Chewing and not

Dogs chew right? No; not all dogs chew, there is a huge range of chewers versus non chewers and everything in between. With the whole swing towards feed raw bones I have had a very close look at the chewing in my own dogs as well as others. With the specific research that I have done; I have opted not to feed raw bones. Instead I offer large raw bones for chewing and this is why. I have a Jack Russell Terrier; she is voracious in her eating habits and consequently does no chewing once so ever. If I give her a chicken leg she will commence with swallowing the leg, not one chew.

My cooking for dogs blog; about not chewing today.

But if I give her a cow leg; much too large for her to swallow, she will chew. Both of my poodles will chew; Luke chews quite abnormally for a dog. He likes small pieces of food and will use his front teeth to break food pieces down into minuscule sized pieces and then eat. Dogs in general do not chew their food like we do, they do not need to chew their food as their stomach can digest huge pieces of food. Our digestion compared to a dogs digestion is very different. I'm not going to on about it; just read the article below which is very thorough.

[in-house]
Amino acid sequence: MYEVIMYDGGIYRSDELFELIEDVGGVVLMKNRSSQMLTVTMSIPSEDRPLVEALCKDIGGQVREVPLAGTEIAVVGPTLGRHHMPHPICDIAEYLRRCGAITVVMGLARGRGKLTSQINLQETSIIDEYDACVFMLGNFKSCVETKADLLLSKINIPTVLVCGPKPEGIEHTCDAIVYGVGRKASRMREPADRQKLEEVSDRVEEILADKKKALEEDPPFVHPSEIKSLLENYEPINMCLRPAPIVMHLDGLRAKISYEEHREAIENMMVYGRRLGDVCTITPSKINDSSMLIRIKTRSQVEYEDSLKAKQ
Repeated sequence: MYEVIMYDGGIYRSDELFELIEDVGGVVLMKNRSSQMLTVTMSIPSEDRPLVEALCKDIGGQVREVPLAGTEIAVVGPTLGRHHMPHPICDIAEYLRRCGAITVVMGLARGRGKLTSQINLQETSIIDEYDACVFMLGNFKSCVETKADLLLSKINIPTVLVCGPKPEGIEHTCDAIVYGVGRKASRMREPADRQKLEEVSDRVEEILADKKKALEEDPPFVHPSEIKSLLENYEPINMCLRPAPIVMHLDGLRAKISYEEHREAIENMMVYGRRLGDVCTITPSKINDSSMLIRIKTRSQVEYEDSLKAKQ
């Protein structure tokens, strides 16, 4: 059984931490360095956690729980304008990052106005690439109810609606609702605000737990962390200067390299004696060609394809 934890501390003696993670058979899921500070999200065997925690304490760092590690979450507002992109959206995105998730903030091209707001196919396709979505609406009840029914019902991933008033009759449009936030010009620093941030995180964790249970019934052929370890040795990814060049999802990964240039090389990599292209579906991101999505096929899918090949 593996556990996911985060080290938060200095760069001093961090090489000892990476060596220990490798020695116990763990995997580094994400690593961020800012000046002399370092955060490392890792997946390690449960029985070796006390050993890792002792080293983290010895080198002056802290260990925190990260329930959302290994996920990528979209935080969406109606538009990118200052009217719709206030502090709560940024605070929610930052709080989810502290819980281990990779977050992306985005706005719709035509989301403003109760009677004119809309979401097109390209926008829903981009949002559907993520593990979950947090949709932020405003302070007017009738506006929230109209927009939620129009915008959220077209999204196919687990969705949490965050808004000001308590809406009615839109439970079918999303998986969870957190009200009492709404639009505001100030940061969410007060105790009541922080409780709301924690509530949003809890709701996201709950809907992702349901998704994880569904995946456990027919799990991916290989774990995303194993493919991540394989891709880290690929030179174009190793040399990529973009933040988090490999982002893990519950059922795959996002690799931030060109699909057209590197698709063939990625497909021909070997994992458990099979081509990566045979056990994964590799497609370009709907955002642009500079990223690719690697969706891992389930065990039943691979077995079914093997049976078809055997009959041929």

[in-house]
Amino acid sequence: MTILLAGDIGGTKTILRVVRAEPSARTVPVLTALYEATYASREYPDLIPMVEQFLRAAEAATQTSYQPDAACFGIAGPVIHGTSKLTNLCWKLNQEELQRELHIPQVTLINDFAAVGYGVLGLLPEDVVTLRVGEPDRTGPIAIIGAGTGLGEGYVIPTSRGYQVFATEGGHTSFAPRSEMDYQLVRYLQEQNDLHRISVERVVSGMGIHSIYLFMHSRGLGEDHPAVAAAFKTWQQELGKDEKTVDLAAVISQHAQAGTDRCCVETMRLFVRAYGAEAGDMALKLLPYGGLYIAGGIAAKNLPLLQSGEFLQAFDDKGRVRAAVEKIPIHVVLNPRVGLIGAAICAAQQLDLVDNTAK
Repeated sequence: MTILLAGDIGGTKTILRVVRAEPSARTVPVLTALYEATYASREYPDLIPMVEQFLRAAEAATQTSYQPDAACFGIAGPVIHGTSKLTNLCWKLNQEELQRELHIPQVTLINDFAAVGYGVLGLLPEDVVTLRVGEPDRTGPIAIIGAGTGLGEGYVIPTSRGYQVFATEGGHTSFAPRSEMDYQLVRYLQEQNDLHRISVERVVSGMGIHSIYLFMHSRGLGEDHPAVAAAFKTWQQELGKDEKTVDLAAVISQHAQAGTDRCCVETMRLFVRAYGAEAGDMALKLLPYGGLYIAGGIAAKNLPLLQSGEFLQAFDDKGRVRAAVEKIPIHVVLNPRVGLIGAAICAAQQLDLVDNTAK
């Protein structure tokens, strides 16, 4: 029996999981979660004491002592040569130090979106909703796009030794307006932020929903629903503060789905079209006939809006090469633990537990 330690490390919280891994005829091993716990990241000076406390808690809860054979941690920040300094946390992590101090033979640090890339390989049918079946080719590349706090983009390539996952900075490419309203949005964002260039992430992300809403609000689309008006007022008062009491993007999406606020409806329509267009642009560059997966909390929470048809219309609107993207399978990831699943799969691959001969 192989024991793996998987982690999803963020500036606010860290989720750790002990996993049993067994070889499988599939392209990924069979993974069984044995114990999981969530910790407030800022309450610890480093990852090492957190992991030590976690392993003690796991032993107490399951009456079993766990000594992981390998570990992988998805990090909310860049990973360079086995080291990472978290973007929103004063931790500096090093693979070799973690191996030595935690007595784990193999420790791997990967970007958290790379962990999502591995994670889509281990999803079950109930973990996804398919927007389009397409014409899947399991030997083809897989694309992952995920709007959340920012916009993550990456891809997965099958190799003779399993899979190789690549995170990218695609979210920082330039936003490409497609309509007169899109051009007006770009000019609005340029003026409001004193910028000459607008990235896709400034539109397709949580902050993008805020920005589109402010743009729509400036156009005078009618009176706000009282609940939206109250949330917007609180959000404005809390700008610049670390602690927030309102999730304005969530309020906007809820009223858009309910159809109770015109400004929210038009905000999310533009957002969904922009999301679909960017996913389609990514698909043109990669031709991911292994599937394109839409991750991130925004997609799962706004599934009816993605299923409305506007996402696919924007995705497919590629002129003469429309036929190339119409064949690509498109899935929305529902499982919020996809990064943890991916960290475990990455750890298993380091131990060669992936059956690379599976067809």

A wonderful article on canine digestion

It is important however for our dogs to gnaw; they must chew something to clean their back teeth. In the wild a wolf gnaws on large skeletal bones; and just watch a dog work a big leg bone, they use their back molars and that's where the worst dental issues arise. Dogs do love to chew; I've read several articles claiming that wolves don't chew but the evidence is there. Bones of large prey animals have the tell tale signs of being chewed and gnawed on. Dogs naturally want to chew; I know I've never taught them to chew sticks or bones, they figure that out all on their own.

Below is a great canine dental anatomy page.

Canine dental anatomy.

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